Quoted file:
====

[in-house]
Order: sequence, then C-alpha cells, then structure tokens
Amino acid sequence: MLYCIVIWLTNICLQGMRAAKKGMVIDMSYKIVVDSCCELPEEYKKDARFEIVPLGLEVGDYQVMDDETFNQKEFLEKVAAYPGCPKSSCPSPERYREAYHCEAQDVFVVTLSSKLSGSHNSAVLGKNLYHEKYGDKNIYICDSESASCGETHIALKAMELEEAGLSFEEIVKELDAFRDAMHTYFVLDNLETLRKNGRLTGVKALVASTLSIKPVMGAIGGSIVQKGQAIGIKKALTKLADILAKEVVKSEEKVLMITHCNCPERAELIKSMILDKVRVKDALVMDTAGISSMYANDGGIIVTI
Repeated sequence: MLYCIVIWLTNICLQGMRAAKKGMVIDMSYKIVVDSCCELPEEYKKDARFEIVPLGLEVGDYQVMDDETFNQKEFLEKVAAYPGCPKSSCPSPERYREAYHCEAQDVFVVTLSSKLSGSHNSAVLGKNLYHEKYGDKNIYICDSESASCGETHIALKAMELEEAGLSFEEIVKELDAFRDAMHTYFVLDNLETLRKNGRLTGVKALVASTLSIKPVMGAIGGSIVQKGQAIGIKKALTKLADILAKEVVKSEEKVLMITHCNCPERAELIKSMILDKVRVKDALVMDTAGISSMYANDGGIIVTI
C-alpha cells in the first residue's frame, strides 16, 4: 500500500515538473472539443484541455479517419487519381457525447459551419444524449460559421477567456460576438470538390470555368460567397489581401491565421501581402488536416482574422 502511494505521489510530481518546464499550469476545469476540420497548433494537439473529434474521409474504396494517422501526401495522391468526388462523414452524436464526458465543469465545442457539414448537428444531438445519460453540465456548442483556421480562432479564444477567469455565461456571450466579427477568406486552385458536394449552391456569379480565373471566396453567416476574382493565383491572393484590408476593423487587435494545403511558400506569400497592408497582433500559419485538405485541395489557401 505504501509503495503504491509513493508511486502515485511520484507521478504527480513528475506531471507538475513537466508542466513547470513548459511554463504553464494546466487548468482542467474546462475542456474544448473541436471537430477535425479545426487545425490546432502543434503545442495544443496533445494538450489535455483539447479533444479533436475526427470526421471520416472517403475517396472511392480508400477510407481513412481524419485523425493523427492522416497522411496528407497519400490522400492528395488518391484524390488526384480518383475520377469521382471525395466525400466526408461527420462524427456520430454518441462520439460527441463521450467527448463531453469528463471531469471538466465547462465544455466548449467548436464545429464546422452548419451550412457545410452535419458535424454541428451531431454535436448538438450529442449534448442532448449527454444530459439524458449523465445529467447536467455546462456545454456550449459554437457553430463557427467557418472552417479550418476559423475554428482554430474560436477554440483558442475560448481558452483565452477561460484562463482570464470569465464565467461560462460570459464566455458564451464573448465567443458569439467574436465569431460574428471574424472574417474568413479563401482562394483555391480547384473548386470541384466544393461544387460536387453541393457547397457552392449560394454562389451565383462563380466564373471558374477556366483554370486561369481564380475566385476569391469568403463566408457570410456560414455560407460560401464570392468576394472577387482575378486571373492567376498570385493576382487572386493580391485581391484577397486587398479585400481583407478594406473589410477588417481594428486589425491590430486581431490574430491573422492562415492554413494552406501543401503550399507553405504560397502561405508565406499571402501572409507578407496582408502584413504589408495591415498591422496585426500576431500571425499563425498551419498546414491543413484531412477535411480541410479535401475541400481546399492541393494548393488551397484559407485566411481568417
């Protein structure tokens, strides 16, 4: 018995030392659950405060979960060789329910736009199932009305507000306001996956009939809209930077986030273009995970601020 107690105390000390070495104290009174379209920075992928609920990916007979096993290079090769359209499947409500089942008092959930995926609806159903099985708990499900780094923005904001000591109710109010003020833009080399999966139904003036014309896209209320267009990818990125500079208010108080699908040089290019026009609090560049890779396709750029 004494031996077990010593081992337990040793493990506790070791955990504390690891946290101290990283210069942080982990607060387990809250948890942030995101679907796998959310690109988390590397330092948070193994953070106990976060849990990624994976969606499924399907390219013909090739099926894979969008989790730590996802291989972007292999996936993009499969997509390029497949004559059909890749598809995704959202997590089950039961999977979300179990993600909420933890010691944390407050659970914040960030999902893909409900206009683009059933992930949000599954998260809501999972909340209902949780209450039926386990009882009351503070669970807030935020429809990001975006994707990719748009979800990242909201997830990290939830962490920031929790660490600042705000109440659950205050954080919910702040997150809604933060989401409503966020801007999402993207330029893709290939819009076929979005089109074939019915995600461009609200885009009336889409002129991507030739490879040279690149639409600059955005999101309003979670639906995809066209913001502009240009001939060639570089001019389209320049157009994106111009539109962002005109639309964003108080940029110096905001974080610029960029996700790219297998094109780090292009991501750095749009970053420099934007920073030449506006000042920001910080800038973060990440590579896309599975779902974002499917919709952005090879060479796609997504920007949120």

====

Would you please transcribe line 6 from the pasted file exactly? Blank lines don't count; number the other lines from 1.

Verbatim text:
């Protein structure tokens, strides 16, 4: 018995030392659950405060979960060789329910736009199932009305507000306001996956009939809209930077986030273009995970601020 107690105390000390070495104290009174379209920075992928609920990916007979096993290079090769359209499947409500089942008092959930995926609806159903099985708990499900780094923005904001000591109710109010003020833009080399999966139904003036014309896209209320267009990818990125500079208010108080699908040089290019026009609090560049890779396709750029 004494031996077990010593081992337990040793493990506790070791955990504390690891946290101290990283210069942080982990607060387990809250948890942030995101679907796998959310690109988390590397330092948070193994953070106990976060849990990624994976969606499924399907390219013909090739099926894979969008989790730590996802291989972007292999996936993009499969997509390029497949004559059909890749598809995704959202997590089950039961999977979300179990993600909420933890010691944390407050659970914040960030999902893909409900206009683009059933992930949000599954998260809501999972909340209902949780209450039926386990009882009351503070669970807030935020429809990001975006994707990719748009979800990242909201997830990290939830962490920031929790660490600042705000109440659950205050954080919910702040997150809604933060989401409503966020801007999402993207330029893709290939819009076929979005089109074939019915995600461009609200885009009336889409002129991507030739490879040279690149639409600059955005999101309003979670639906995809066209913001502009240009001939060639570089001019389209320049157009994106111009539109962002005109639309964003108080940029110096905001974080610029960029996700790219297998094109780090292009991501750095749009970053420099934007920073030449506006000042920001910080800038973060990440590579896309599975779902974002499917919709952005090879060479796609997504920007949120």